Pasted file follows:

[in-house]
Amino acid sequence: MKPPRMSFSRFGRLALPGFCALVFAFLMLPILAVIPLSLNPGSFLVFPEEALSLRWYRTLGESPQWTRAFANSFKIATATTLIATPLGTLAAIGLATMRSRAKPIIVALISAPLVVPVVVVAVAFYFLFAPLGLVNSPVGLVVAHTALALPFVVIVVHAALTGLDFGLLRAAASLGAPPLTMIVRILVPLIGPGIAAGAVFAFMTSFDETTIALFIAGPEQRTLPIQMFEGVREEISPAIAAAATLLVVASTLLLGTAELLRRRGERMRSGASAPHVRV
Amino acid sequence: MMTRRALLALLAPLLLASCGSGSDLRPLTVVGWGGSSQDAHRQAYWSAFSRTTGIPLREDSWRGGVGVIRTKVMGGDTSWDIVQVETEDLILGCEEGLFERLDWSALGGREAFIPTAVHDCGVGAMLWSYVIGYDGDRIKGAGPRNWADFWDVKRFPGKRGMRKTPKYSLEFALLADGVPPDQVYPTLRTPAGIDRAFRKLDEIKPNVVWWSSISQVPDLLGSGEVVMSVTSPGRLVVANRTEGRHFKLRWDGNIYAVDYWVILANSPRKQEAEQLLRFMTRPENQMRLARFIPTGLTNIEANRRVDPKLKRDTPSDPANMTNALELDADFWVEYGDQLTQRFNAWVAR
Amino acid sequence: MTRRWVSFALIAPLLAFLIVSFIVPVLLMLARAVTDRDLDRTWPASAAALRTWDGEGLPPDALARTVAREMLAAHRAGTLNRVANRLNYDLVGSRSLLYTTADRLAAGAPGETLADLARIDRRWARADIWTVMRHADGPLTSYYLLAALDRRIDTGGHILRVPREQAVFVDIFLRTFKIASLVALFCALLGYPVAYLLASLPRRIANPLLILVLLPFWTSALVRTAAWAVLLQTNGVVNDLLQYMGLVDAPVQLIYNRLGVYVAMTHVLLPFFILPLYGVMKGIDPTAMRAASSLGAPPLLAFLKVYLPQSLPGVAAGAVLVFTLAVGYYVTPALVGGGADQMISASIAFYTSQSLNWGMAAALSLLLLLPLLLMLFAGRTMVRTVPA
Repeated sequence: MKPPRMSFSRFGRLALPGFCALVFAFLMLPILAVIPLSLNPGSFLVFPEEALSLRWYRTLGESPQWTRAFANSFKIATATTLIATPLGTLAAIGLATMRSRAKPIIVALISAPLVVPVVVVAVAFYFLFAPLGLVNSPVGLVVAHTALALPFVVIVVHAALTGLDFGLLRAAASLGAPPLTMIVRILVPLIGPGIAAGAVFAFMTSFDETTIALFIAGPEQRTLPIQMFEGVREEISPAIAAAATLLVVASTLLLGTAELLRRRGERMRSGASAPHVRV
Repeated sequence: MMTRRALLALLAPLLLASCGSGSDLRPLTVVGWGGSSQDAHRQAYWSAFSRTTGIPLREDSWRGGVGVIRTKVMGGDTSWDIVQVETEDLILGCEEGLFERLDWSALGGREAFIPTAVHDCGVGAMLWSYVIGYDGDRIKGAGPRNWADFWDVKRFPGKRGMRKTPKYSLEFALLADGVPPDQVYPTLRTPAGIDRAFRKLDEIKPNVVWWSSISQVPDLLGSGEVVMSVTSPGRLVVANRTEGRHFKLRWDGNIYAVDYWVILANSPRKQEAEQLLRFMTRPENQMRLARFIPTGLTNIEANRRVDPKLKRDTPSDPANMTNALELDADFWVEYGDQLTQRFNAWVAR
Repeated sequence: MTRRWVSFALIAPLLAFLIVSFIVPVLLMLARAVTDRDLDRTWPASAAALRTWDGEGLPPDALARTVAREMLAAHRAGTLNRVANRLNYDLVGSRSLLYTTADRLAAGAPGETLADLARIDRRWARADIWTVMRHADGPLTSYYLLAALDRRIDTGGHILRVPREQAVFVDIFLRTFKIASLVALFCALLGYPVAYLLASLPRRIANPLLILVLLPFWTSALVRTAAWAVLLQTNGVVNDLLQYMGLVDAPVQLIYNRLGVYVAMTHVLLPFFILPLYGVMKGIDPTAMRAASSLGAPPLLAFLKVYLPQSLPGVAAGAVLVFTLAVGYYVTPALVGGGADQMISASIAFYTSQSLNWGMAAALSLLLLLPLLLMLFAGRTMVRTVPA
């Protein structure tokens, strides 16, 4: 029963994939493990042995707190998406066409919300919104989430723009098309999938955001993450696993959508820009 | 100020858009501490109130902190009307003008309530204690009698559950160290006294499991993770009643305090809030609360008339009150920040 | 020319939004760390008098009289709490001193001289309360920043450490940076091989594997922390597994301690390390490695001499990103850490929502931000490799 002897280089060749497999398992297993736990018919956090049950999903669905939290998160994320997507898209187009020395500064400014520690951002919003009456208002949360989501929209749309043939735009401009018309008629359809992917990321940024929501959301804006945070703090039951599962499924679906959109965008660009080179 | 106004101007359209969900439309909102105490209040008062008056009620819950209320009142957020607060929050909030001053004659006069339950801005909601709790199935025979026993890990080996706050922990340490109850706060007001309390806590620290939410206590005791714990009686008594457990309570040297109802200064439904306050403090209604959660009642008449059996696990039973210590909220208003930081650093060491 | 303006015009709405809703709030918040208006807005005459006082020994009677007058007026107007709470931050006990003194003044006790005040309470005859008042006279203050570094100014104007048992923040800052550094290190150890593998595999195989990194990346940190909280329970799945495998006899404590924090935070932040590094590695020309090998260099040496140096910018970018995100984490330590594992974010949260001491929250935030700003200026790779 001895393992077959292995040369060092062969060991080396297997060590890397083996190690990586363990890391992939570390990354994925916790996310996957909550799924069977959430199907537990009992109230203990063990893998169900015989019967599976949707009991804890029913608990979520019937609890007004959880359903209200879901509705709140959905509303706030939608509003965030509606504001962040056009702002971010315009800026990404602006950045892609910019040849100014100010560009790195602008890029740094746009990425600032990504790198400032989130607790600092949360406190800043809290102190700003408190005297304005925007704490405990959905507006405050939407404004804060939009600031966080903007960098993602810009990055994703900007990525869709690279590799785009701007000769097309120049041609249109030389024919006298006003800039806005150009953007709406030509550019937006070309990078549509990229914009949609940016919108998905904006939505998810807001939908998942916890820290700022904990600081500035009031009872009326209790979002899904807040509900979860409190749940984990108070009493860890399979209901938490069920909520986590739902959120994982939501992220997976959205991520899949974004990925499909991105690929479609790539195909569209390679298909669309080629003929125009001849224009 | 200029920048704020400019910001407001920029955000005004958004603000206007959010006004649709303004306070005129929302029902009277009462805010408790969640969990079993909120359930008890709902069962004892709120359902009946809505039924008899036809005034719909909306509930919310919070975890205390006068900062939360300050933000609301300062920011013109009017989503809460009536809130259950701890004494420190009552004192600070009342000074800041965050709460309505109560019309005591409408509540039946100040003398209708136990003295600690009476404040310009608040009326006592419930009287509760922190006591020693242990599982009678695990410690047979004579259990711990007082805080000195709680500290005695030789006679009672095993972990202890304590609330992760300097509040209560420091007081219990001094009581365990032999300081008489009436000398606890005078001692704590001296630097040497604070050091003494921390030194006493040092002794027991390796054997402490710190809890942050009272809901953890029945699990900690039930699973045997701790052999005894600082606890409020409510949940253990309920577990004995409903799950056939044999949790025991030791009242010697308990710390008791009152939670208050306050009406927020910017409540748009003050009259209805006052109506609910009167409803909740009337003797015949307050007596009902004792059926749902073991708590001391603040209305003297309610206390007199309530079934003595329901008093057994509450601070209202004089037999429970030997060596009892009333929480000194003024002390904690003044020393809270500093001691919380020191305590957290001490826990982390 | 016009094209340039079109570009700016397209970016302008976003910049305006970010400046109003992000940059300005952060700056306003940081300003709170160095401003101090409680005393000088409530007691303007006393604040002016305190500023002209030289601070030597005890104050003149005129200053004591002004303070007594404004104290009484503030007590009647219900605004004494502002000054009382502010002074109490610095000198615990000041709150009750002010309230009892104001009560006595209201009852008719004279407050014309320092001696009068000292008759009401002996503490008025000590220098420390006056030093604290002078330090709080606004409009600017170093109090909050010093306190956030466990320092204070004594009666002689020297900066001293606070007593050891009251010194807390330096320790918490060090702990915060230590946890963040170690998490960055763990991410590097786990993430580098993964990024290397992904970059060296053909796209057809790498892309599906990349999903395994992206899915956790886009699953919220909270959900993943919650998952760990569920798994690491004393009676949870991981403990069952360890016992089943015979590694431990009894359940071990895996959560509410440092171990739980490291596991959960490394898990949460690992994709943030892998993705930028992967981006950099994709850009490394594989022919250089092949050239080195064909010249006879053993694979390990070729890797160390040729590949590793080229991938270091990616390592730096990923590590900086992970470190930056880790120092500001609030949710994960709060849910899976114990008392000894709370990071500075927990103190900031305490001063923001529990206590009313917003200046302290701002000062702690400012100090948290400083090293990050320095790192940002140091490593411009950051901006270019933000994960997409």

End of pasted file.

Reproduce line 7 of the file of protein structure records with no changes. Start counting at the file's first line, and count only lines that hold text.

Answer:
Repeated sequence: MTRRWVSFALIAPLLAFLIVSFIVPVLLMLARAVTDRDLDRTWPASAAALRTWDGEGLPPDALARTVAREMLAAHRAGTLNRVANRLNYDLVGSRSLLYTTADRLAAGAPGETLADLARIDRRWARADIWTVMRHADGPLTSYYLLAALDRRIDTGGHILRVPREQAVFVDIFLRTFKIASLVALFCALLGYPVAYLLASLPRRIANPLLILVLLPFWTSALVRTAAWAVLLQTNGVVNDLLQYMGLVDAPVQLIYNRLGVYVAMTHVLLPFFILPLYGVMKGIDPTAMRAASSLGAPPLLAFLKVYLPQSLPGVAAGAVLVFTLAVGYYVTPALVGGGADQMISASIAFYTSQSLNWGMAAALSLLLLLPLLLMLFAGRTMVRTVPA